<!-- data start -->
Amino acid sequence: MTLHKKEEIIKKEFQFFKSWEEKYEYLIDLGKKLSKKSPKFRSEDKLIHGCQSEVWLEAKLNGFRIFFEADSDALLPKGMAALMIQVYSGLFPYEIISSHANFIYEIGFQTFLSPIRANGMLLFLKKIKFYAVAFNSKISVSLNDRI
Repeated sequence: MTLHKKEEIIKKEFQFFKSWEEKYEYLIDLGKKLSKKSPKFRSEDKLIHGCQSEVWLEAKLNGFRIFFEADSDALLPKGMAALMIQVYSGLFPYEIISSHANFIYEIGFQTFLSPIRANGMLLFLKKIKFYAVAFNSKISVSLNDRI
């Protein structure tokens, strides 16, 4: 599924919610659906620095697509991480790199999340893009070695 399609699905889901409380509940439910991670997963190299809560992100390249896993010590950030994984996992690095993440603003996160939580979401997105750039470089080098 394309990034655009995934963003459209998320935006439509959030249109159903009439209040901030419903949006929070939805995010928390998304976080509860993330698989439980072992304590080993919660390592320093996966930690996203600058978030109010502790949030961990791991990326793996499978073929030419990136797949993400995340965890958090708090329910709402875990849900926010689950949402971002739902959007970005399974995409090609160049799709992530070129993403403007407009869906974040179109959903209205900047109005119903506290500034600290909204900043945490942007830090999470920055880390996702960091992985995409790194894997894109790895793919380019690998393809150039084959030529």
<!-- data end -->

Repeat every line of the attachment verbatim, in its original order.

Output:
Amino acid sequence: MTLHKKEEIIKKEFQFFKSWEEKYEYLIDLGKKLSKKSPKFRSEDKLIHGCQSEVWLEAKLNGFRIFFEADSDALLPKGMAALMIQVYSGLFPYEIISSHANFIYEIGFQTFLSPIRANGMLLFLKKIKFYAVAFNSKISVSLNDRI
Repeated sequence: MTLHKKEEIIKKEFQFFKSWEEKYEYLIDLGKKLSKKSPKFRSEDKLIHGCQSEVWLEAKLNGFRIFFEADSDALLPKGMAALMIQVYSGLFPYEIISSHANFIYEIGFQTFLSPIRANGMLLFLKKIKFYAVAFNSKISVSLNDRI
């Protein structure tokens, strides 16, 4: 599924919610659906620095697509991480790199999340893009070695 399609699905889901409380509940439910991670997963190299809560992100390249896993010590950030994984996992690095993440603003996160939580979401997105750039470089080098 394309990034655009995934963003459209998320935006439509959030249109159903009439209040901030419903949006929070939805995010928390998304976080509860993330698989439980072992304590080993919660390592320093996966930690996203600058978030109010502790949030961990791991990326793996499978073929030419990136797949993400995340965890958090708090329910709402875990849900926010689950949402971002739902959007970005399974995409090609160049799709992530070129993403403007407009869906974040179109959903209205900047109005119903506290500034600290909204900043945490942007830090999470920055880390996702960091992985995409790194894997894109790895793919380019690998393809150039084959030529």